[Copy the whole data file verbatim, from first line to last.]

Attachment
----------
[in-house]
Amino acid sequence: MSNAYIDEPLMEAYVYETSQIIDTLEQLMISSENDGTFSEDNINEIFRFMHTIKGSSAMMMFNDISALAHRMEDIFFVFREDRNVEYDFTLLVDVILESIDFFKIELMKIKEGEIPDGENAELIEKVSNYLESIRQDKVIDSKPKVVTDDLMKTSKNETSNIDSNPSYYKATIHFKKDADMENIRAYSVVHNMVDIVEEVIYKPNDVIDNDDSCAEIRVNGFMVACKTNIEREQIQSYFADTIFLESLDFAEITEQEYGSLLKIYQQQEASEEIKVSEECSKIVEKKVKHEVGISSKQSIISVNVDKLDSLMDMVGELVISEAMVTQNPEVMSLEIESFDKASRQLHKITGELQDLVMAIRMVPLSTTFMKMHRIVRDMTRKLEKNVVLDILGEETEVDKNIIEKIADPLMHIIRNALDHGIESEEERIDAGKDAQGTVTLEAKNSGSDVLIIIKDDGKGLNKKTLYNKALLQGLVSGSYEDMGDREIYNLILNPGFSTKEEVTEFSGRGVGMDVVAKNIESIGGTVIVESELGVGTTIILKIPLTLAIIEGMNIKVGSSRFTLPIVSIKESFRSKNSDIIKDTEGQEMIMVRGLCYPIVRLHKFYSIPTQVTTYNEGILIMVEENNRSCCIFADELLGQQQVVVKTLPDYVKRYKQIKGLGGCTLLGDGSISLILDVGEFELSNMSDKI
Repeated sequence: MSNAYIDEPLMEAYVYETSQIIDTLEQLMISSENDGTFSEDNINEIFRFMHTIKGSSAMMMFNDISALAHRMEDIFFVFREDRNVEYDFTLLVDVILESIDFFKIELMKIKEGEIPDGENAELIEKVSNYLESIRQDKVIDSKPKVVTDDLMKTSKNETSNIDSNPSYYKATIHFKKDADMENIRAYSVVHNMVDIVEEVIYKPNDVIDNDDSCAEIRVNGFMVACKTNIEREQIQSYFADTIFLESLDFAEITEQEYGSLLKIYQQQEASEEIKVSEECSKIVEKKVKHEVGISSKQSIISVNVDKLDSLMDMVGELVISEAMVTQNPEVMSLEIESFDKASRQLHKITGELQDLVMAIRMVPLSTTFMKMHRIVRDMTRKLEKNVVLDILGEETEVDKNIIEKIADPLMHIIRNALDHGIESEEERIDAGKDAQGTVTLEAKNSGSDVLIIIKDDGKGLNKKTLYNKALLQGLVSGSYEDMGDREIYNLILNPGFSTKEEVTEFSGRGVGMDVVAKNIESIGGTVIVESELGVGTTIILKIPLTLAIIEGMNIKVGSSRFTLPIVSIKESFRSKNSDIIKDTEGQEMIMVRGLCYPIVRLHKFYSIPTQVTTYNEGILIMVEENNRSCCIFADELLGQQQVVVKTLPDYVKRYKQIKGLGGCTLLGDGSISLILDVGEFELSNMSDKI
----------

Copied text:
[in-house]
Amino acid sequence: MSNAYIDEPLMEAYVYETSQIIDTLEQLMISSENDGTFSEDNINEIFRFMHTIKGSSAMMMFNDISALAHRMEDIFFVFREDRNVEYDFTLLVDVILESIDFFKIELMKIKEGEIPDGENAELIEKVSNYLESIRQDKVIDSKPKVVTDDLMKTSKNETSNIDSNPSYYKATIHFKKDADMENIRAYSVVHNMVDIVEEVIYKPNDVIDNDDSCAEIRVNGFMVACKTNIEREQIQSYFADTIFLESLDFAEITEQEYGSLLKIYQQQEASEEIKVSEECSKIVEKKVKHEVGISSKQSIISVNVDKLDSLMDMVGELVISEAMVTQNPEVMSLEIESFDKASRQLHKITGELQDLVMAIRMVPLSTTFMKMHRIVRDMTRKLEKNVVLDILGEETEVDKNIIEKIADPLMHIIRNALDHGIESEEERIDAGKDAQGTVTLEAKNSGSDVLIIIKDDGKGLNKKTLYNKALLQGLVSGSYEDMGDREIYNLILNPGFSTKEEVTEFSGRGVGMDVVAKNIESIGGTVIVESELGVGTTIILKIPLTLAIIEGMNIKVGSSRFTLPIVSIKESFRSKNSDIIKDTEGQEMIMVRGLCYPIVRLHKFYSIPTQVTTYNEGILIMVEENNRSCCIFADELLGQQQVVVKTLPDYVKRYKQIKGLGGCTLLGDGSISLILDVGEFELSNMSDKI
Repeated sequence: MSNAYIDEPLMEAYVYETSQIIDTLEQLMISSENDGTFSEDNINEIFRFMHTIKGSSAMMMFNDISALAHRMEDIFFVFREDRNVEYDFTLLVDVILESIDFFKIELMKIKEGEIPDGENAELIEKVSNYLESIRQDKVIDSKPKVVTDDLMKTSKNETSNIDSNPSYYKATIHFKKDADMENIRAYSVVHNMVDIVEEVIYKPNDVIDNDDSCAEIRVNGFMVACKTNIEREQIQSYFADTIFLESLDFAEITEQEYGSLLKIYQQQEASEEIKVSEECSKIVEKKVKHEVGISSKQSIISVNVDKLDSLMDMVGELVISEAMVTQNPEVMSLEIESFDKASRQLHKITGELQDLVMAIRMVPLSTTFMKMHRIVRDMTRKLEKNVVLDILGEETEVDKNIIEKIADPLMHIIRNALDHGIESEEERIDAGKDAQGTVTLEAKNSGSDVLIIIKDDGKGLNKKTLYNKALLQGLVSGSYEDMGDREIYNLILNPGFSTKEEVTEFSGRGVGMDVVAKNIESIGGTVIVESELGVGTTIILKIPLTLAIIEGMNIKVGSSRFTLPIVSIKESFRSKNSDIIKDTEGQEMIMVRGLCYPIVRLHKFYSIPTQVTTYNEGILIMVEENNRSCCIFADELLGQQQVVVKTLPDYVKRYKQIKGLGGCTLLGDGSISLILDVGEFELSNMSDKI